Physics

Until something disrupts the rhythm of life (or you’re in the car with a five-year-old), most of us don’t stop to analyze why things are the way they are. We’re too busy navigating life to step back and ponder our reality. But let’s try it for a few minutes. Photo by Mike Kononov on Unsplash. We live in
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The future of clothing is electronic. Along with color and size, you’ll probably be able to choose clothes based on what they do—as determined by the sensors, indicators, and power sources embedded within them. Many researchers expect that such “smart clothing” will revolutionize at least some aspects of medicine and fashion. But in the age
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Lucy and her Tesla Junior High classmates take a trip from Indiana to LIGO in Hanford, WA. Due to an unforeseen event, the laser goes offline right before the birth of a supernova. Follow spectra as she doubles up to undergo her biggest mission yet to collect gravitational waves from a rare exploding star. Spectra
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Fields of gently sloping sand dunes may look quiet and passive in photographs, but the serene patterns may be defined by turbulent negotiations. That’s the conclusion reached by scientists from the University of Cambridge in the UK who have spent the last few years studying how dunes interact with one another. The findings, published in
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This video highlights the MeasureReady M91 FastHall, a revolutionary, all‑in-one Hall analysis instrument that delivers significantly higher levels of precision, speed and convenience to researchers involved in the study of electronic materials. The M91 FastHall measurement controller combines all of the necessary HMS functions into a single instrument, automating and optimizing the measurement process, and
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On garbage day, blue trash cans line the streets of my neighborhood. Trucks collect the contents¬–bags of spoiled food, discarded packaging, and once-treasured objects. The trash eventually settles in landfills or is incinerated, but to most of us, it’s gone as soon as the truck rounds the corner. But there are no garbage routes in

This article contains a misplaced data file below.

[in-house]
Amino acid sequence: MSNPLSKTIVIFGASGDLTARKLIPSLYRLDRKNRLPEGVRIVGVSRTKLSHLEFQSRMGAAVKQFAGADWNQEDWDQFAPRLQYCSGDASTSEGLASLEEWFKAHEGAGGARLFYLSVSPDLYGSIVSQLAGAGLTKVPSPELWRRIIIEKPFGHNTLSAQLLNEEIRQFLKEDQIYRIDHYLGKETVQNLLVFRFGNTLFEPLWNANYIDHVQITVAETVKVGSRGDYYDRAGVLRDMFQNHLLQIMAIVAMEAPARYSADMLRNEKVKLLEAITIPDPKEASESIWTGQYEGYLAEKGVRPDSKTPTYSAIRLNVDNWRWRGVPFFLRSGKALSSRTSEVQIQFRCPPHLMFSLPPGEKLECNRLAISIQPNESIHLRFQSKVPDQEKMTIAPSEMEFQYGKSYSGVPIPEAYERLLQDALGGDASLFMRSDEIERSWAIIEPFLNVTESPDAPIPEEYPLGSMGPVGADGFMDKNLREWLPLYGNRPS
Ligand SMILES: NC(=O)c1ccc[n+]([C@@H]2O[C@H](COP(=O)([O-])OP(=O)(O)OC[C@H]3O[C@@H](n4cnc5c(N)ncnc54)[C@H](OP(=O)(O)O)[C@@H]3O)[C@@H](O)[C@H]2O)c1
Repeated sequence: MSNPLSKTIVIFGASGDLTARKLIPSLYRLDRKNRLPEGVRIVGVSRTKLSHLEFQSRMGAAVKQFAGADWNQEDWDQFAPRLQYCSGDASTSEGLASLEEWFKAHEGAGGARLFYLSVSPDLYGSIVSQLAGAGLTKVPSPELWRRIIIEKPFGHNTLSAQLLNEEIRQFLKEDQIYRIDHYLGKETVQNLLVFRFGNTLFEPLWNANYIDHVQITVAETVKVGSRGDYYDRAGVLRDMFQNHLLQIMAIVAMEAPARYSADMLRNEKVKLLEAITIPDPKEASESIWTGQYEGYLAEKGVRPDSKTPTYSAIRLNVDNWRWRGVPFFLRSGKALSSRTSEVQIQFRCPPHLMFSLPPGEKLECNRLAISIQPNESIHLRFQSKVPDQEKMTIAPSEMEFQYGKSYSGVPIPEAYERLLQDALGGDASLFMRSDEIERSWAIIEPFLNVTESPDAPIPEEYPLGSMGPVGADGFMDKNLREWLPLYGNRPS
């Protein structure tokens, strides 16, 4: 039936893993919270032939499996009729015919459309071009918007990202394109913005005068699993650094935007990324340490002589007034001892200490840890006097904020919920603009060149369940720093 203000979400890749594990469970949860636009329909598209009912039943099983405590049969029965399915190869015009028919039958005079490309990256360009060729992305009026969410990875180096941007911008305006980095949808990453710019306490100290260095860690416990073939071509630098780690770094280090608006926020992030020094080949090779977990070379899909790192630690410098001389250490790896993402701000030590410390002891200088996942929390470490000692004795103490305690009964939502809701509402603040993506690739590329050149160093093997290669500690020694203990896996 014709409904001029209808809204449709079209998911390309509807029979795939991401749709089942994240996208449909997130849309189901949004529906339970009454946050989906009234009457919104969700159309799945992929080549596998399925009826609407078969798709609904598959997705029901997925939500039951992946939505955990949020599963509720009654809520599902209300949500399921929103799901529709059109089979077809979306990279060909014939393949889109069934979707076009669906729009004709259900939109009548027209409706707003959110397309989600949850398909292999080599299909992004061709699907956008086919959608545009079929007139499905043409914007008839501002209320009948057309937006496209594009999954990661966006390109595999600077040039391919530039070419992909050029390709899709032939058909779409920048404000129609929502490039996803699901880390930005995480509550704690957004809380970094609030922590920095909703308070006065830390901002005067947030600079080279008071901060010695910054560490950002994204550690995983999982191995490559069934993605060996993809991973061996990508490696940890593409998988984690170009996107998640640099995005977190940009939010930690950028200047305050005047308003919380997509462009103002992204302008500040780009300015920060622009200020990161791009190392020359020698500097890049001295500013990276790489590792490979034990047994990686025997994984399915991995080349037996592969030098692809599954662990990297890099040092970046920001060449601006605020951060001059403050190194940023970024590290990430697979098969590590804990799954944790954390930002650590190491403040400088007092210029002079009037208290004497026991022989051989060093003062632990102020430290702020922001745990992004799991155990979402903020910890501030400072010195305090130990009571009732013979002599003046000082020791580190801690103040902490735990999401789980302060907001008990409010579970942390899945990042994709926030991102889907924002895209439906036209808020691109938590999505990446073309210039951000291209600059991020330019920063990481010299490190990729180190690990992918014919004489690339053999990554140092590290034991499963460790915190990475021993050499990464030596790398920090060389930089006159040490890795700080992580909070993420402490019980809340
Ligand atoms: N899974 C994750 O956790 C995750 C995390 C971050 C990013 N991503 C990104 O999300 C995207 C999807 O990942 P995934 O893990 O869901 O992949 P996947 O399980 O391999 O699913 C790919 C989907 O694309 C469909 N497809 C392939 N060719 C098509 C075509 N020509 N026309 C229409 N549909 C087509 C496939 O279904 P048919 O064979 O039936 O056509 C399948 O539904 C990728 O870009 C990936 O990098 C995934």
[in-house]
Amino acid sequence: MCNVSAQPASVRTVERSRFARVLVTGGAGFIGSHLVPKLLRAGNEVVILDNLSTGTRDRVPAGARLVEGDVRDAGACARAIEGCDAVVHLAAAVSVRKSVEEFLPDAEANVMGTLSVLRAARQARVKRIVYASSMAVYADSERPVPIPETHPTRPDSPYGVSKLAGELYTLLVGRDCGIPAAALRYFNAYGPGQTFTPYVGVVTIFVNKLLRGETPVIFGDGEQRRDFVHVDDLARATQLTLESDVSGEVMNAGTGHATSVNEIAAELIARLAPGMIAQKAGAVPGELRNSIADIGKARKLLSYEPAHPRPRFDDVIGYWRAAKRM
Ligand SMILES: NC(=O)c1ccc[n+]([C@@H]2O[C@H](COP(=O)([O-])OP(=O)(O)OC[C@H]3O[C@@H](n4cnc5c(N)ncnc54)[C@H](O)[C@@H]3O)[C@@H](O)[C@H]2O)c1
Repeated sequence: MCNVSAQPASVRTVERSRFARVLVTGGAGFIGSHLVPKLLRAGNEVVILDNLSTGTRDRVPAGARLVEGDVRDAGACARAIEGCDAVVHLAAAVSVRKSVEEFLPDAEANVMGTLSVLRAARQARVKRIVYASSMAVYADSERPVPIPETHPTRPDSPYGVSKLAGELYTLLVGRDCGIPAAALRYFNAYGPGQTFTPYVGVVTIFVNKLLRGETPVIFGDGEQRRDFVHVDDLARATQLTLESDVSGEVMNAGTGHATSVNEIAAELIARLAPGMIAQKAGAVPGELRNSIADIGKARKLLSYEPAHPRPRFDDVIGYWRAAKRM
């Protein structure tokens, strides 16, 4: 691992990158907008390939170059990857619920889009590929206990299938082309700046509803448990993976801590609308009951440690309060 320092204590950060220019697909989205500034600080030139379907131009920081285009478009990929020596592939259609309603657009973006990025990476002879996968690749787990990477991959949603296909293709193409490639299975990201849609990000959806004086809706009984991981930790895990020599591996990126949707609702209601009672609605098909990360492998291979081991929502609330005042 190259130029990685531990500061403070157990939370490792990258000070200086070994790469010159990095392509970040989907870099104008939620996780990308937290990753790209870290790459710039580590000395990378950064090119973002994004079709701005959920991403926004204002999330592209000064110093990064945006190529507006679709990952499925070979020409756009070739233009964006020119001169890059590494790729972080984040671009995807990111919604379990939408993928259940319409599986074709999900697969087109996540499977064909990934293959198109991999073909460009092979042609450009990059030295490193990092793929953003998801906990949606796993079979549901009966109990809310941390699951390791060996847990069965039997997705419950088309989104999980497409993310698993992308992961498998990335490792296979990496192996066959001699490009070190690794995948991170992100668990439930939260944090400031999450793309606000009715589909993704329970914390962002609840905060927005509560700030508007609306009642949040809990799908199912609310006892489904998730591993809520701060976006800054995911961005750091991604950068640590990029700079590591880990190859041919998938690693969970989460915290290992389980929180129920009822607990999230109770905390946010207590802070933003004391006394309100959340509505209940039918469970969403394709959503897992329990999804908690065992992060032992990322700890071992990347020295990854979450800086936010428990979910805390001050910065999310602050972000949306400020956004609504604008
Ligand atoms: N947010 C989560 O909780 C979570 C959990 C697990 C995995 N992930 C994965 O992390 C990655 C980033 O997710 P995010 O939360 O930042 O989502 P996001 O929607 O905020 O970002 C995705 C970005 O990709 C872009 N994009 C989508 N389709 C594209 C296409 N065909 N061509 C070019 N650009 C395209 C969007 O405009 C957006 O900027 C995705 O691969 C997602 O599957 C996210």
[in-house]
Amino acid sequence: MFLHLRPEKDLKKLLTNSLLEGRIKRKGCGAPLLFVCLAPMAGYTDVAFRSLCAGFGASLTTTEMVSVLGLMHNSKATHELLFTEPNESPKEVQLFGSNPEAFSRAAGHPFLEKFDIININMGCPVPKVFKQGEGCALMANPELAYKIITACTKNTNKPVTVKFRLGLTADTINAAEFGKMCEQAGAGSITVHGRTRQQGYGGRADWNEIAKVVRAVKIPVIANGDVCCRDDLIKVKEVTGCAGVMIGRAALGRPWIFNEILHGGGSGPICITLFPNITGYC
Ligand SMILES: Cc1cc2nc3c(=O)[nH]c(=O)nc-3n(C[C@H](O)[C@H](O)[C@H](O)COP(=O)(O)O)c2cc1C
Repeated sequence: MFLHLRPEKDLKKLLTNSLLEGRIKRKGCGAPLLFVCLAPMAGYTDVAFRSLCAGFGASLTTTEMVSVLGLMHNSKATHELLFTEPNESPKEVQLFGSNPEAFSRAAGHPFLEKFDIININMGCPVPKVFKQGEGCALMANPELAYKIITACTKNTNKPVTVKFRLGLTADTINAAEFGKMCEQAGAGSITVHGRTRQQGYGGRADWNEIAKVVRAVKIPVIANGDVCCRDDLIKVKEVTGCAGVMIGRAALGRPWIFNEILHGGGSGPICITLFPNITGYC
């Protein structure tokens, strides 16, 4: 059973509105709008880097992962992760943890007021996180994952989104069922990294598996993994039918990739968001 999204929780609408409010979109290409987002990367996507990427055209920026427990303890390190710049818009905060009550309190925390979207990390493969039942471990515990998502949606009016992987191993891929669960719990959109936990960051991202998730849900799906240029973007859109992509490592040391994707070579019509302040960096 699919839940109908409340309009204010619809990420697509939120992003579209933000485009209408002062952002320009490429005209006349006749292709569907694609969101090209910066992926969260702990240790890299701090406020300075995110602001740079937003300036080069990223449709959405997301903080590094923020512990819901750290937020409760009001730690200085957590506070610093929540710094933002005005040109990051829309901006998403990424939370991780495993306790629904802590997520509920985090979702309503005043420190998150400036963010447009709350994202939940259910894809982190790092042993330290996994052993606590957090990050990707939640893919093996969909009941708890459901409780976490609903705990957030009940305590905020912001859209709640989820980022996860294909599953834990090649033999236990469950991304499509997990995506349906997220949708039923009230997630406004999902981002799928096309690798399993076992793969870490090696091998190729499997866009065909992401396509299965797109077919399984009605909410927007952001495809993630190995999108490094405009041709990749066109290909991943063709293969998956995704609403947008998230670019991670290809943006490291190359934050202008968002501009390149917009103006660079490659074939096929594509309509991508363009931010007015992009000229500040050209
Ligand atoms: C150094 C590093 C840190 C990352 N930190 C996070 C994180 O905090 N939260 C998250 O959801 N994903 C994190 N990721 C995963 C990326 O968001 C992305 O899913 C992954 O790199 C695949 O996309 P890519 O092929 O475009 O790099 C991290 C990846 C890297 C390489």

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When Fan Xu needs a break from his mechanics of soft materials research at Fudan University, he likes to visit the campus’s lotus pool for a calming breath of fresh air. When you’re a physicist, though, sometimes a short break can backfire—in Xu’s case, leading to an 18-month study of thin biological tissue. It all
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According to the Guinness Book of World Records, the largest blown free-floating soap bubble currently stands (the record, the bubble has since popped) at 96.27 m3 (that’s a whopping 5.7 m diameter!). To put that in context, a bubble that size could hold an entire Volkswagen Beetle. In terms of the longest bubble, the world
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“Strike while the iron is hot” is a well-known adage meant to inspire immediate action. Researcher Juan Carlos Nieto-Fuentes is spreading a slightly different message: Strike and the iron is hot. Nieto-Fuentes is a researcher at the University Carlos III of Madrid in Spain studying what happens to metal objects during high-speed collisions. The more
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Ultrasound is a powerful tool for looking inside the body. The scans see through layers of tissue to reveal pumping hearts, developing fetuses, troublesome blood clots, and injured muscles. They are relatively low-cost, portable, and have few side effects. Patients aren’t exposed to ionizing radiation or confined in a small space. They are, however, slathered
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